China says "NO" yet again on currency, but somehow the Obama Administration sees a "YES"
Fact # 1: China continually undervalues its currency, the Yuan, in order to gain an export advantage.
Fact #2: China likes to pretend that it is working toward revaluing its currency in order to forestall any international action.
Fact # 3: China doesn't actually bother to adjust its currency.
Here we go again...
In the wake of this week's G20 meeting in France, Chinese President Hu Jintao rejected calls from world leaders to push for appreciation of China's currency, according to Dow Jones Newswire. Hu rejected any currency appreciation, saying that "asking emerging markets to revalue their currencies and reduce exports will...make sustainable growth impossible." Dow Jones reporter Aaron Back reports that Chinese Commerce Minister Chen Deming believes the yuan has already appreciated to a reasonable level.
Despite what Dow Jones termed "some of the strongest language yet from China," the Obama Administration inexplicably claims to have made progress on Beijing's currency manipulation.
Washington Post correspondent David Nakamura reports that the Obama administration believes China has signaled a willingness to reconsider its currency policy in order to aid global growth. Lael Brainard, the U.S. Treasury undersecretary for international affairs, stated "I think China is recognizing the role of greater exchange rate flexibility in helping to shift to domestic demand."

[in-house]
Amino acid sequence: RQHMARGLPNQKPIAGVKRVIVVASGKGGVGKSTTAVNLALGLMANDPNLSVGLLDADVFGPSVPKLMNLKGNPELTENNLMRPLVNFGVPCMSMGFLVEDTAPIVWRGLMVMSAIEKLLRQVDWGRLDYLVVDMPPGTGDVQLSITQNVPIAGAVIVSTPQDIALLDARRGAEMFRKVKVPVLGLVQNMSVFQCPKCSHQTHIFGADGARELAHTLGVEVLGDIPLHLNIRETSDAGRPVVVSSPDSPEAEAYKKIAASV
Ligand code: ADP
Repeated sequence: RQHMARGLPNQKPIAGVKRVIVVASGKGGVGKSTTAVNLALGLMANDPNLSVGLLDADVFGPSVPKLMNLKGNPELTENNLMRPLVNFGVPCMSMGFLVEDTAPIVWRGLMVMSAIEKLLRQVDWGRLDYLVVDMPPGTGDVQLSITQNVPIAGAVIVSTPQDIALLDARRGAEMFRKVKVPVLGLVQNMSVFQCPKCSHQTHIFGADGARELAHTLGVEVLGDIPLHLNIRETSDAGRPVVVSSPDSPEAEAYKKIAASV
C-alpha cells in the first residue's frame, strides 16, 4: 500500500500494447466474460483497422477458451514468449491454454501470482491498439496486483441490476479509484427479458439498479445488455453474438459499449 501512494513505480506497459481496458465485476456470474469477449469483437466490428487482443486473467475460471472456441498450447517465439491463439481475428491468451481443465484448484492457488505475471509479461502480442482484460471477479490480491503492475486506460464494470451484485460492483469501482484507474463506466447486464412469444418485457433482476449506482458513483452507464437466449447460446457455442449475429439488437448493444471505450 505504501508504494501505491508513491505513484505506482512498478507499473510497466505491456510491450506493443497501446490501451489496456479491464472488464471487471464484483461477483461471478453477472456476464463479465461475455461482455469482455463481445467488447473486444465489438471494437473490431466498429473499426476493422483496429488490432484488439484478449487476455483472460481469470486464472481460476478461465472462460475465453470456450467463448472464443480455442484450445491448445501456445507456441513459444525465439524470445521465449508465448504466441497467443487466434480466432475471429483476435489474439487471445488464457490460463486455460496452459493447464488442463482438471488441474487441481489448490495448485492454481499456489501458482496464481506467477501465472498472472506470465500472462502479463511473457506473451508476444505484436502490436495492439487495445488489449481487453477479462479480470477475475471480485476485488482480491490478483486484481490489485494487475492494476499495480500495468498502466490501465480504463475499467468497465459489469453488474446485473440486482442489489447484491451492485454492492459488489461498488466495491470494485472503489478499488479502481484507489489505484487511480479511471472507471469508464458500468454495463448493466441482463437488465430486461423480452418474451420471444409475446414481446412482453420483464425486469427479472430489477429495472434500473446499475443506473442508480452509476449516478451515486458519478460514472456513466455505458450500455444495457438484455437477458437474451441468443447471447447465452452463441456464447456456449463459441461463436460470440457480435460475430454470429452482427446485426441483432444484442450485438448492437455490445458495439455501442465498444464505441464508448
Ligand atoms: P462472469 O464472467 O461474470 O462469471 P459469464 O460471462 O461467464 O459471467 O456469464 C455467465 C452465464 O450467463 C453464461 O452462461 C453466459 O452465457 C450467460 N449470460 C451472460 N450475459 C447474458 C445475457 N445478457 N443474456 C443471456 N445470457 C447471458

In response to this pronouncement, Alliance for American Manufacturing (AAM) Executive Director Scott Paul said, "I’ll believe it when I see it."
So, how to reconcile the Obama Administration's inexplicable optimism in the face of a clear and contradictory "No" from Beijing?
China’s currency peg has been a decade-long problem for U.S. manufacturers and workers, and the Yuan remains by most estimates at least 30 to 40 percent undervalued.
China began to float the Yuan in 2005 after an overwhelming Senate vote to sanction it, and began to float it again last year in the face of possible humiliation at the G20 meeting. In both cases, the revaluation was fleeting because the U.S. has never applied real, long-term pressure.
Bottom line: Both the House of Representatives and the Obama Administration must act. It's meaningless to accept Beijing's word. They've head-faked many times before. The only real deterrent will be action, with consequences.